Spinal cord stimulation involves the placement of small leads (or catheter with metal contacts) into the epidural space to electrically stimulate the nerves within the spinal cord. This does not cure the underlying injury but rather treats the pain associated with the injury. This treatment is typically reserved for patients who have undergone extensive treatment but are left with chronic pain. The goal of this therapy is to change the sensation the patient is feeling from a painful one to a soothing tingling sensation. It is a distraction therapy, giving the patient a different sensation to feel rather than the pain.
After your physician has determined that you are an appropriate candidate for this treatment, they will schedule you for a trial. A trial is required to determine the best position for the leads (at which spinal level) and to determine whether this therapy will result in symptomatic relief before the final implant is performed. During the trial the leads will be inserted and then attached to an external programmer (remote) that you will wear for the duration of the trial. The average trial lasts approximately 5-7 days, and during that period you will come into the office frequently for evaluation and when necessary, the stimulation pattern will be adjusted to provide optimum results. At the end of the trial period, the leads will be removed and you and Dr. Kloth will decide whether or not the trial was successful. In some cases, trial leads are sewn into position for later permanent implantation; this approach is typically used when a longer trial is desired.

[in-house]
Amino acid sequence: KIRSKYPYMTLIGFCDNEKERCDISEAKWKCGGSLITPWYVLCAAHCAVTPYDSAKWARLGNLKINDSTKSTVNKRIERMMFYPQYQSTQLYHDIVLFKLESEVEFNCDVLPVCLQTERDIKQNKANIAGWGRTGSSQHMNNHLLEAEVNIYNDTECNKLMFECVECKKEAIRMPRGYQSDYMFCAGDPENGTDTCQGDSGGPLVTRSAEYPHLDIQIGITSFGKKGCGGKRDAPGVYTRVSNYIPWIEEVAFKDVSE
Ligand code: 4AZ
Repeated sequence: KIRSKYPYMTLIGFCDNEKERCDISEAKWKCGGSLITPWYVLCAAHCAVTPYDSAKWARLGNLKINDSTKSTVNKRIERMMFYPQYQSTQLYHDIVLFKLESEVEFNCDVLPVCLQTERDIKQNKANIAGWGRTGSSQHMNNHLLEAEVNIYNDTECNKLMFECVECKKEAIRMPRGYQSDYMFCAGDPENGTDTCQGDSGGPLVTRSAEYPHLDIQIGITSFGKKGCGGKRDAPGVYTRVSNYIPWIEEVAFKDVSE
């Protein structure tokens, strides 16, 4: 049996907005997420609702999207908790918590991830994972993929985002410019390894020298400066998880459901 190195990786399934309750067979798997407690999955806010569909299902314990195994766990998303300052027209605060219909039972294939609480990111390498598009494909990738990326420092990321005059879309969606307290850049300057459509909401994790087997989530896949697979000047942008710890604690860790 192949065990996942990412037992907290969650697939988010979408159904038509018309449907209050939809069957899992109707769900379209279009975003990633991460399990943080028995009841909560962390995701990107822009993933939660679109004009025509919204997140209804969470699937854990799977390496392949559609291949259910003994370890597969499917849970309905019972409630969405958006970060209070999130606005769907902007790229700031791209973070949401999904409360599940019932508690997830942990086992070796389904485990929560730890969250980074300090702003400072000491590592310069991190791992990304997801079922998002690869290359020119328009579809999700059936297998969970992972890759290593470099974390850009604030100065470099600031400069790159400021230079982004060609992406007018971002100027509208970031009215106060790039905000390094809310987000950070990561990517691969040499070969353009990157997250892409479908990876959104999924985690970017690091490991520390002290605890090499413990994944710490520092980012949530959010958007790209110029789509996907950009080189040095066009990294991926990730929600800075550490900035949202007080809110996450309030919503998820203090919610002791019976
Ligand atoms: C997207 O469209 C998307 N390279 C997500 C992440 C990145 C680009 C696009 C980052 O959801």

If the trial is deemed a success, you will be scheduled for permanent implantation of the stimulator device. This will include implanting the leads and a generator. The trial, the removal of the trial leads, and the permanent implant are all typically done on an outpatient basis. Spinal cord stimulation is an effective treatment for many conditions including chronic radiculopathy, failed back syndrome, complex regional pain syndromes, and a variety of nerve injuries or other neuropathic pain conditions.
There are three major companies that produce spinal cord stimulators. For additional information on each company please see their websites.
Boston Scientific http://www.bostonscientific.com/us/patients/chronic-pain.html
St. Jude Medical http://www.poweroveryourpain.com/